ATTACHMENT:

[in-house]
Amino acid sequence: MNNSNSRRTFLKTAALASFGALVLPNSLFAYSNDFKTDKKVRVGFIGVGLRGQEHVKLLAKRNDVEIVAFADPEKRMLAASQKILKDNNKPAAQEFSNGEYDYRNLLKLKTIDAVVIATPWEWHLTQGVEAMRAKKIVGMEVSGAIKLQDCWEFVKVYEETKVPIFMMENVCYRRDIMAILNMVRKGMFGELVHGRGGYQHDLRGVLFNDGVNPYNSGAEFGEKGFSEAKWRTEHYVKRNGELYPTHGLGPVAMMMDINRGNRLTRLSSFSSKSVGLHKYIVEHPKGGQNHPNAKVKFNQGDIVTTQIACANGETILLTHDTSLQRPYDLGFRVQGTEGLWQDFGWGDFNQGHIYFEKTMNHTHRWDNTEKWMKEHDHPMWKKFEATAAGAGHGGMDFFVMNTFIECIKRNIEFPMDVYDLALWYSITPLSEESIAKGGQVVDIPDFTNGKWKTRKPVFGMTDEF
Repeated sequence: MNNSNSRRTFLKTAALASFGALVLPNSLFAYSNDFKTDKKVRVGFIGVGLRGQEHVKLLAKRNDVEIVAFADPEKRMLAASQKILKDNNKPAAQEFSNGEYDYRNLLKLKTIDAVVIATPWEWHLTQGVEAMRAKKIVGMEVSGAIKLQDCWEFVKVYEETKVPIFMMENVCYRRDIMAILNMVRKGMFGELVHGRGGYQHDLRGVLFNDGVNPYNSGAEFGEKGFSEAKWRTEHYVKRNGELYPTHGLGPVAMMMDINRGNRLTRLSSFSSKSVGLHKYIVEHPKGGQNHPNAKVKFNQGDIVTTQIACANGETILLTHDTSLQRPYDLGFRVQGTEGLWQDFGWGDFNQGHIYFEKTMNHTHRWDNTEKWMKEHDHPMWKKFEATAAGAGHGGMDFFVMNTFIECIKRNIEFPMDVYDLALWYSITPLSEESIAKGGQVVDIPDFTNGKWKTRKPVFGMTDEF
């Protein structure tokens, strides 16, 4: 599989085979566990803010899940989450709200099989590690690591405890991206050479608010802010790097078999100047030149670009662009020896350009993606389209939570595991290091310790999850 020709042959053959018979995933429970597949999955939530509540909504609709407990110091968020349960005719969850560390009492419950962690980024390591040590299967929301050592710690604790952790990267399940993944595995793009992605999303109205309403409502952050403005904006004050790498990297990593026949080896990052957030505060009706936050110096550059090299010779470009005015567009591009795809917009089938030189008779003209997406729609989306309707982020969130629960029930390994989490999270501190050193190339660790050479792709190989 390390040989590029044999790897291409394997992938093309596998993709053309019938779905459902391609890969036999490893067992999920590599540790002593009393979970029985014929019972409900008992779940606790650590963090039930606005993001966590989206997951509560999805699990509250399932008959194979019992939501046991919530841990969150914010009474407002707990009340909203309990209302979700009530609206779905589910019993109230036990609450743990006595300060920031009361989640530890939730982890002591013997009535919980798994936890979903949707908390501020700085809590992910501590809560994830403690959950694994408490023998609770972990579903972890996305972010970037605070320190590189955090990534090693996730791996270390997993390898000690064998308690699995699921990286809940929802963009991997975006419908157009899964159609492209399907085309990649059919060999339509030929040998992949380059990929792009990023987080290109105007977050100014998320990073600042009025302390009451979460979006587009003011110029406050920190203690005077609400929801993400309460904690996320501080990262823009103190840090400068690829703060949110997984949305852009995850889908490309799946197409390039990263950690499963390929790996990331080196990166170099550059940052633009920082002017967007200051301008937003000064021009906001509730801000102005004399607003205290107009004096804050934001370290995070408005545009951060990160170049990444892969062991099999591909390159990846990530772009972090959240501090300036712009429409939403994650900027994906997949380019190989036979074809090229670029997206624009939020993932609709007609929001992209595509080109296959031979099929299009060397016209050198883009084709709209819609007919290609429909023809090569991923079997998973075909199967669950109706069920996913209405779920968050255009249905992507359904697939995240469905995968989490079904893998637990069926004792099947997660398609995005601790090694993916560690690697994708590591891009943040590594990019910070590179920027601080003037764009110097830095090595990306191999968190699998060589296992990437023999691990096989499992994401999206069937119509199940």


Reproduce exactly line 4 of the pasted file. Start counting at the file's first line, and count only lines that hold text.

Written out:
């Protein structure tokens, strides 16, 4: 599989085979566990803010899940989450709200099989590690690591405890991206050479608010802010790097078999100047030149670009662009020896350009993606389209939570595991290091310790999850 020709042959053959018979995933429970597949999955939530509540909504609709407990110091968020349960005719969850560390009492419950962690980024390591040590299967929301050592710690604790952790990267399940993944595995793009992605999303109205309403409502952050403005904006004050790498990297990593026949080896990052957030505060009706936050110096550059090299010779470009005015567009591009795809917009089938030189008779003209997406729609989306309707982020969130629960029930390994989490999270501190050193190339660790050479792709190989 390390040989590029044999790897291409394997992938093309596998993709053309019938779905459902391609890969036999490893067992999920590599540790002593009393979970029985014929019972409900008992779940606790650590963090039930606005993001966590989206997951509560999805699990509250399932008959194979019992939501046991919530841990969150914010009474407002707990009340909203309990209302979700009530609206779905589910019993109230036990609450743990006595300060920031009361989640530890939730982890002591013997009535919980798994936890979903949707908390501020700085809590992910501590809560994830403690959950694994408490023998609770972990579903972890996305972010970037605070320190590189955090990534090693996730791996270390997993390898000690064998308690699995699921990286809940929802963009991997975006419908157009899964159609492209399907085309990649059919060999339509030929040998992949380059990929792009990023987080290109105007977050100014998320990073600042009025302390009451979460979006587009003011110029406050920190203690005077609400929801993400309460904690996320501080990262823009103190840090400068690829703060949110997984949305852009995850889908490309799946197409390039990263950690499963390929790996990331080196990166170099550059940052633009920082002017967007200051301008937003000064021009906001509730801000102005004399607003205290107009004096804050934001370290995070408005545009951060990160170049990444892969062991099999591909390159990846990530772009972090959240501090300036712009429409939403994650900027994906997949380019190989036979074809090229670029997206624009939020993932609709007609929001992209595509080109296959031979099929299009060397016209050198883009084709709209819609007919290609429909023809090569991923079997998973075909199967669950109706069920996913209405779920968050255009249905992507359904697939995240469905995968989490079904893998637990069926004792099947997660398609995005601790090694993916560690690697994708590591891009943040590594990019910070590179920027601080003037764009110097830095090595990306191999968190699998060589296992990437023999691990096989499992994401999206069937119509199940």